Blood investigations were as follows: complete blood count: Hb—11.3 g/dL, total white blood cells—9850/mm3, 75% neutrophils, and 12% lymphocytes, platelets—275,000/mm3, ESR—80 mm/h, CRP—280 mg/L, urea—21.1 mg/dL, creatinine—0.75 mg/dL, Troponin I—0.0012 ng/mL, and creatinine kinase MB—34.9 U/L. Her liver function test was abnormal with total bilirubin—1.62 mg/dL, direct bilirubin—0.69 mg/dL, AST—523 IU/L, ALT—547 IU/L, and AlkP—354 IU/L, as well as total protein—6.38 g/dL, Alb–2.66 g/dL, and Glob—3.7 g/dL. Prothrombin time and activated partial thromboplastin time were mildly deranged. Her arterial blood gas taken on 4 L of oxygen was as follows: pH—7.49, PaCO2—24 mmHg, PaO2—77.6 mmHg, and HCo3— 21.8 mg/dL. At the time of presentation, X-ray chest showed bilateral lower zone consolidation with right sided loculated pleural effusion. Sputum culture and sputum smear for acid-fast bacilli for 2 days were negative. Computed tomography of chest showed bilateral lower lobe and right middle lobe pneumonia with bilateral pleural effusion left much greater than right. CT-guided pig tail insertion was done for left sided pleural effusion. Pleural fluid analysis: Prot—4.47 g/dL, glucose—94.4 mg/dL, lactate dehydrogenase—1852 U/L, and adenosine deaminase—27.6 U/L. Pleural fluid cytology showed lymphocyte-rich pleural fluid. Pleural fluid bacterial and acid-fast bacilli culture tests were negative. Ultrasonography abdomen was normal except with mild fatty liver. Advanced echocardiography was done, which showed ejection fraction of 60% with no other abnormality. She was started on betalactam-betalactamase inhibitors with fluroquinolone along with oseltamivir considering the diagnosis of viral/atypical pneumonia. However, even after effective drainage of pleural effusion and broad-spectrum antibiotics, she continued to have fever. Repeat chest X-ray [Figure 1] showed gradual worsening. Hb and PCV also showed gradual fall with simultaneous elevation of liver enzymes [Table 1]. So, she was evaluated further for other diseases. Her peripheral smear and serology for malaria parasite were negative. A tuberculin skin (100TU) test was negative. Blood culture, urine analysis, and urine culture were sterile. Her serology for dengue and leptospira were also found to be negative. Hepatitis A IgM antibodies, hepatitis C antibody, hepatitis B markers, and antibodies to human immunodeficiency virus were also negative. During her hospital stay, her Hb and PCV showed gradual fall every day along with increase in AST and ALT values [Table 1]. Peripheral blood smear showed leukocytosis with agglutination. Direct Coomb’s test was strongly positive. Her Mycoplasma pneumonia IgM was sent, which came positive with titer of 15.498 U (negative—<8, intermediate—8 to 12, positive—>12). Her serum heptaglobulin level was—223 U (NR 45—250 U/dL). She had an increase in the percentage of reticulocyte count with absolute reticulocyte count of 43,000/mm3 (26–126 K/µL). Final diagnosis of auto-immune hemolytic anemia secondary to Mycoplasma pneumonia was made. She was started on methyl prednisolone 40 mg intravenous twice daily. She was started on doxycycline 100 mg twice daily along with steroids and fluroquinolones. She required one packed red cell transfusion during the course of illness. She was given iron and folic acid supplementation. Her condition improved gradually with no further fall in Hb and normalization of liver function test [Table 1]. Left pleural pigtail catheter drained ~ 1.2 L yellow colored fluid, and once the daily drain was <10 mL, it was removed [Figure 2]. She was discharged in stable condition after 7 days of admission. She was continued on Levofloxacin 750 mg and Doxycycline 100 mg twice daily for total of 3 weeks. Her Mycoplasma IgM titer after 3 weeks of antibiotics was 8.487 U/mL. Six months later, she remains clinically well, with no recurrence of jaundice or anemia.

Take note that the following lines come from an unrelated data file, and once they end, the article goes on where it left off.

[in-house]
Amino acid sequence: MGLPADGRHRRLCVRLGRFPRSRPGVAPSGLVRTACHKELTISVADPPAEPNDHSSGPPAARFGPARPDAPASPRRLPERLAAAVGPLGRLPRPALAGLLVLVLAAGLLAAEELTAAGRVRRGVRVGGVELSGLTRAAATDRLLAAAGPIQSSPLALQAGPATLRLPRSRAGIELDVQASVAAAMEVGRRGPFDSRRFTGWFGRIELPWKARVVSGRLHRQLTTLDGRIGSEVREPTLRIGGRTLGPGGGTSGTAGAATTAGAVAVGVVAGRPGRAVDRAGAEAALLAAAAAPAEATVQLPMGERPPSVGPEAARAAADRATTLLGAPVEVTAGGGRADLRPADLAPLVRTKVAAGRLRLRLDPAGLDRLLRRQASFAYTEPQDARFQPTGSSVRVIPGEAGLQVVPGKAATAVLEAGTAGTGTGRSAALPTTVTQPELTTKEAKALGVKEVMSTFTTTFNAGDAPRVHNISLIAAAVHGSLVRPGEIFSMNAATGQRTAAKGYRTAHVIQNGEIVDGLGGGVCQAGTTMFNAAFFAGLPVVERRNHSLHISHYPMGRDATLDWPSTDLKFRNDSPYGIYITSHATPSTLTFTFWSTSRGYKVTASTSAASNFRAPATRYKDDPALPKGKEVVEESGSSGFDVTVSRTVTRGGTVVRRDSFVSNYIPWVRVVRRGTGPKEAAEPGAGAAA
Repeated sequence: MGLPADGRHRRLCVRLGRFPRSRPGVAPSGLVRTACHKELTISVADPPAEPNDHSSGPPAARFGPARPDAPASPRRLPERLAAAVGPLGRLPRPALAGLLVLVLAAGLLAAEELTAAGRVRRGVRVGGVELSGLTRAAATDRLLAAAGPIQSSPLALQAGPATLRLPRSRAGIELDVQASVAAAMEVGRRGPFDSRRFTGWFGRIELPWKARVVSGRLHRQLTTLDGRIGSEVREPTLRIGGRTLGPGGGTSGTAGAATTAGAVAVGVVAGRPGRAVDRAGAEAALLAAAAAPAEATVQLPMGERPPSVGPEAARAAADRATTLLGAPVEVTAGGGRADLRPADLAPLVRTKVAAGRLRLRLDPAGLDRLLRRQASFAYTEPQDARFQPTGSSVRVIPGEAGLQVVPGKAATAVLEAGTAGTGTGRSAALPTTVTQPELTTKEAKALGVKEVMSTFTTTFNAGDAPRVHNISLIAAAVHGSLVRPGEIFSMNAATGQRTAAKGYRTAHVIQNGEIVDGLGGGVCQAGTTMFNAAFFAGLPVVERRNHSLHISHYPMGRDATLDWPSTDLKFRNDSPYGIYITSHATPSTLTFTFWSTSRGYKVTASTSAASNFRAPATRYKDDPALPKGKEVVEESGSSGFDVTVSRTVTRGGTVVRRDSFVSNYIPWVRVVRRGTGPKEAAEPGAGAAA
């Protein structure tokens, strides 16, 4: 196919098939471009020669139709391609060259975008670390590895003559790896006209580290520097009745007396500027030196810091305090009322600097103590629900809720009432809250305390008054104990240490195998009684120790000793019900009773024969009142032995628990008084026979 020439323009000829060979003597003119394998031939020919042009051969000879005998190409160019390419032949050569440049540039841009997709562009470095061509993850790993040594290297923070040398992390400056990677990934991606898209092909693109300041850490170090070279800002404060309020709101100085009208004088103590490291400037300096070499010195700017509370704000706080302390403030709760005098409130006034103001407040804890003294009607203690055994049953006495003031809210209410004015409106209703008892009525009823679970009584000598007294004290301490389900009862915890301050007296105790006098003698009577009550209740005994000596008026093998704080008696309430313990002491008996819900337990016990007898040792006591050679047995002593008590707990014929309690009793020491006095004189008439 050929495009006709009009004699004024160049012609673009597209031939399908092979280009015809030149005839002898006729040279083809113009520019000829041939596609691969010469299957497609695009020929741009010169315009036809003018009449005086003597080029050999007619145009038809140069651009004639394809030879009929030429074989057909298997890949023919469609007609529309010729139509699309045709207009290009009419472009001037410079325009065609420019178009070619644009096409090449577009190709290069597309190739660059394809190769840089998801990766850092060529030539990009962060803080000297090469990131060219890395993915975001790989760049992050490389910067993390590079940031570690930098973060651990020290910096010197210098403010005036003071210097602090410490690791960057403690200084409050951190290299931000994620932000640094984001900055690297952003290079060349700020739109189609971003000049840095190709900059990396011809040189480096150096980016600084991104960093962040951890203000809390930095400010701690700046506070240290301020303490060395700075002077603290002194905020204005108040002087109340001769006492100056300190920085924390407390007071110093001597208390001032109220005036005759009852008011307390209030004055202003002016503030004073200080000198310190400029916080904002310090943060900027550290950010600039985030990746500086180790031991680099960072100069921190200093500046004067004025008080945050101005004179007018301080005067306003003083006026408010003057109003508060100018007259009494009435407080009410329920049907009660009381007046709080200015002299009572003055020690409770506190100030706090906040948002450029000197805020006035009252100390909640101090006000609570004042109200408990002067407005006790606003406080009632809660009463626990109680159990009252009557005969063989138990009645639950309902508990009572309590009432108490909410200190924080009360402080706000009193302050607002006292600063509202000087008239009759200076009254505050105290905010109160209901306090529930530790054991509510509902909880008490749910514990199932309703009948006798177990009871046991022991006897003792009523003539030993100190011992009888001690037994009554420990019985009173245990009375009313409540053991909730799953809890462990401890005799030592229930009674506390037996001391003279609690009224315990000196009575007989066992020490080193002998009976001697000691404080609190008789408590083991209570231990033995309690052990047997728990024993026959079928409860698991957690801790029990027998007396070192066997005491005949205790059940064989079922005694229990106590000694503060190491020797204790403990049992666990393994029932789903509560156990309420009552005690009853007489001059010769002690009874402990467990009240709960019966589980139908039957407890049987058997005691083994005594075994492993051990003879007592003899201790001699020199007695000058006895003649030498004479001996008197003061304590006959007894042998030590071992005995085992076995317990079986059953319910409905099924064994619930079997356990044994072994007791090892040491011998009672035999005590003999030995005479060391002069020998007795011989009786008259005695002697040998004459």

Figure 1: (a) Bilateral multiplobar consolidation and loculated pleural effusion. (b) and (c) CT chest showing right upper lobe and left lower lobe pneumonia with bilateral pleural effusion. (d) CT chest lung window showing bilateral multilobar consolidation

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Table 1: Serial laboratory values during the course of admission

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Figure 2: Chest X-ray at time of discharge showing resolution of effusion and pneumonia

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  Discussion Top